You can see the actual design (there are some changes to my prototype) and the dimensions needed here.…

Best regards

piro Mon, 02/02/2015 - 20:04

In reply to by wyndorps

Hey Paul,
Thank you so much for spending your time on the weekend doing this. I, personally, really appreciate your efforts. I play acoustic bass as my main giging instrument and my bass is 150 years old and still in beautiful playing condition because the players who owned it before me took care of it and fixed it when it was in need of repair. Vibraphones seem more utilitarian then precious instruments, yet like you I have an old instrument (1953 Musser Century) whose bars and resonators together make really beautiful music yet whose frame has not been able to withstand the years of abuse. Updating it to a frame that offers both the rigidity (for quiet operation) and flexibility (for transportation) has been something I've been interested in for a long time. So I really appreciate your efforts in making these designs available and your working during your off hours.

With your permission, I'd like to pass on the video and plan to Parker industries, a T slot manufacturer here in the US. To see if they have all the pieces. I have not been able to find the 4 way hinges that are called for in their catalogue and I know that their designers are happy to put together a parts list for individual projects like this ....I don't know if T slot is a standard like say, Midi, that different manufacturers adhere to or T slot is different from company to company?
Thanks again,

wyndorps Tue, 02/03/2015 - 02:21

In reply to by piro

Hi Piro,

I have been looking to the website of parker industries.
All parts needed seem to be available in the same dimensions (profiles 30x30, fastener, hinges, ...) as I used them. So if I get the missing dimensions, I can start to create the bill of material and drawings.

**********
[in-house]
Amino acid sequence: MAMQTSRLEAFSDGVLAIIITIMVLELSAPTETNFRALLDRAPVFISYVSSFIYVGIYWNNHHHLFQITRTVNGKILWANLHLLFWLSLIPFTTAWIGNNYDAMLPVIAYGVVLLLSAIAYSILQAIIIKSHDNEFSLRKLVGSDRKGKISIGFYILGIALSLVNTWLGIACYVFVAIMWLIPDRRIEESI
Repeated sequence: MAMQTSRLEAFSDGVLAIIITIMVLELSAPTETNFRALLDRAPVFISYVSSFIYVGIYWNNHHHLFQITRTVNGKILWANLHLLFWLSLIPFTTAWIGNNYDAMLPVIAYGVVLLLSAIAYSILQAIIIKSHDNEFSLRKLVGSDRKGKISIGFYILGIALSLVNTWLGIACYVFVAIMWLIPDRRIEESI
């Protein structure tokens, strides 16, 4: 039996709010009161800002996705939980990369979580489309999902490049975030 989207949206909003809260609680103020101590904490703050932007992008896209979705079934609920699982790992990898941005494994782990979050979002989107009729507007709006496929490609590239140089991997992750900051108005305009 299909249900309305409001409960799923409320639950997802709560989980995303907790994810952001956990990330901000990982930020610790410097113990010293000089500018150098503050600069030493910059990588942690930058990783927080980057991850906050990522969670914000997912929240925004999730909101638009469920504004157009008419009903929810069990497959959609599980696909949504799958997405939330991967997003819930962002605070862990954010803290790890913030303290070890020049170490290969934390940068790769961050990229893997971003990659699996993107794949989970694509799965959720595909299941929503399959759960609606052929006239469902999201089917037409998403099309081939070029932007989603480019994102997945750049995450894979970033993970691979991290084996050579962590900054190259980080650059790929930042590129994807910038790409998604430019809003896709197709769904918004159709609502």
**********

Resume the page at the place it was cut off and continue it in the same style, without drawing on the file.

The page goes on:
best regards

piro Sat, 02/14/2015 - 16:48

In reply to by wyndorps

Hi Paul,
I thought I posted this already but
here are the Inches
L_VL 14.5in
X-Ol 3in
X_IL 11.75in
Delta_ .5 in
X_OR 1.5 in
X_IR 5.25 in
Frame - 53 in

again many thanks for your work. I have every intension of building this frame.

wyndorps Tue, 01/20/2015 - 05:24

In reply to by wyndorps

@KeithScott: Thanks for the patent nubmer from 1934! I think I won't get troubel creating my frame after that time! But this patent only shows a foldable bar frame for a marimba without damping. I am thinking about solutions for a (my) vibraphon!
Tanks also for the pictures. It is really a monster.

@piro: My frame has been done only for my personal use and my old bars. So there is some work to do, do get a standard design for different bar sizes. If I find the time, I will do that and then I will post the results.


piro Sat, 01/24/2015 - 12:12

In reply to by wyndorps

Hi Paul
I am still thinking a lot about that leg set and how wonderful the design is....I had a thought . One thing that would be really great as an add on and something that would be of great benefit (at least to people like me who mic their vibes) would be to figure out a way that 2 or 3 mic shock mounts could be mounted under the frame using the T slots. If they were decent big shock mounts (with elastics) then it would isolate the mics from any frame noise (something like this while also isolating them from bleed. The T slot system has such potential...Anyway thanks so much for your efforts again...

wyndorps Sun, 01/24/2016 - 13:08

In reply to by dimitris

Hi dimitri,

it is possible to buy such a frame.

There are two ways:
1. I could build a frame for you, but as this is not my main job, it will take some time. And I don't know about shipping and duty costs. So if you are in Germany near Stuttgart at anytime, I could give you the frame.

2. You can build your frame yourself (or by any machine shop near by you) acoording to my CAD-data. All important parts you can get from any laser-cutting-company. I have choosen the first one from google and I am happy with them. T-slot-material according to ISO-Standard (mm instead of inch) is for example available by company ITEM in US too.


dimitris Mon, 01/25/2016 - 07:24